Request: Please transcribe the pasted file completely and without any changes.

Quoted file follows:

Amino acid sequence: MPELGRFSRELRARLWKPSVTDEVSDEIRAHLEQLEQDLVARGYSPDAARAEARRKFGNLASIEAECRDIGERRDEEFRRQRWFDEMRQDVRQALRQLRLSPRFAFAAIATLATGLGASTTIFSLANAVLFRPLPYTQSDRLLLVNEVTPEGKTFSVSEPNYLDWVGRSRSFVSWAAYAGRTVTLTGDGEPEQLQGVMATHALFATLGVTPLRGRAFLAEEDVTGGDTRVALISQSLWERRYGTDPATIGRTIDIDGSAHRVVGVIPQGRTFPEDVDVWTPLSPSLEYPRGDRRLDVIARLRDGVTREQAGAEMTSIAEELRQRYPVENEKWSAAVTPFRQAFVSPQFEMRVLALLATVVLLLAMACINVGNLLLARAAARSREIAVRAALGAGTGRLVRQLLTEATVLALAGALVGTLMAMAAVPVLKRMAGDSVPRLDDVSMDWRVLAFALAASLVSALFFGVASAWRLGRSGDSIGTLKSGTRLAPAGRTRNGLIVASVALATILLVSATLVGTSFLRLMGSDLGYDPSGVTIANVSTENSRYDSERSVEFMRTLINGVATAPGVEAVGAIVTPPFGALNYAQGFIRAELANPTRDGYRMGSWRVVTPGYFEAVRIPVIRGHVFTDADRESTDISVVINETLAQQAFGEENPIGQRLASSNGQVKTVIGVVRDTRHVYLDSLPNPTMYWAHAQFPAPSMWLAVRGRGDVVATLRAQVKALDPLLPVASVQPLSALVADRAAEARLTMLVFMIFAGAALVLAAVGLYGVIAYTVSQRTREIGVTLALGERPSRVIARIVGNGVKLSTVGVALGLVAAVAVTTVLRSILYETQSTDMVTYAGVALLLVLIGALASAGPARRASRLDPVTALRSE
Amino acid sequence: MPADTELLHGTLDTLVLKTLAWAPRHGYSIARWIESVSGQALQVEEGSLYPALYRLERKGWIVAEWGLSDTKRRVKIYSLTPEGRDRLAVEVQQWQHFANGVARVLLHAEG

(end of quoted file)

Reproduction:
Amino acid sequence: MPELGRFSRELRARLWKPSVTDEVSDEIRAHLEQLEQDLVARGYSPDAARAEARRKFGNLASIEAECRDIGERRDEEFRRQRWFDEMRQDVRQALRQLRLSPRFAFAAIATLATGLGASTTIFSLANAVLFRPLPYTQSDRLLLVNEVTPEGKTFSVSEPNYLDWVGRSRSFVSWAAYAGRTVTLTGDGEPEQLQGVMATHALFATLGVTPLRGRAFLAEEDVTGGDTRVALISQSLWERRYGTDPATIGRTIDIDGSAHRVVGVIPQGRTFPEDVDVWTPLSPSLEYPRGDRRLDVIARLRDGVTREQAGAEMTSIAEELRQRYPVENEKWSAAVTPFRQAFVSPQFEMRVLALLATVVLLLAMACINVGNLLLARAAARSREIAVRAALGAGTGRLVRQLLTEATVLALAGALVGTLMAMAAVPVLKRMAGDSVPRLDDVSMDWRVLAFALAASLVSALFFGVASAWRLGRSGDSIGTLKSGTRLAPAGRTRNGLIVASVALATILLVSATLVGTSFLRLMGSDLGYDPSGVTIANVSTENSRYDSERSVEFMRTLINGVATAPGVEAVGAIVTPPFGALNYAQGFIRAELANPTRDGYRMGSWRVVTPGYFEAVRIPVIRGHVFTDADRESTDISVVINETLAQQAFGEENPIGQRLASSNGQVKTVIGVVRDTRHVYLDSLPNPTMYWAHAQFPAPSMWLAVRGRGDVVATLRAQVKALDPLLPVASVQPLSALVADRAAEARLTMLVFMIFAGAALVLAAVGLYGVIAYTVSQRTREIGVTLALGERPSRVIARIVGNGVKLSTVGVALGLVAAVAVTTVLRSILYETQSTDMVTYAGVALLLVLIGALASAGPARRASRLDPVTALRSE
Amino acid sequence: MPADTELLHGTLDTLVLKTLAWAPRHGYSIARWIESVSGQALQVEEGSLYPALYRLERKGWIVAEWGLSDTKRRVKIYSLTPEGRDRLAVEVQQWQHFANGVARVLLHAEG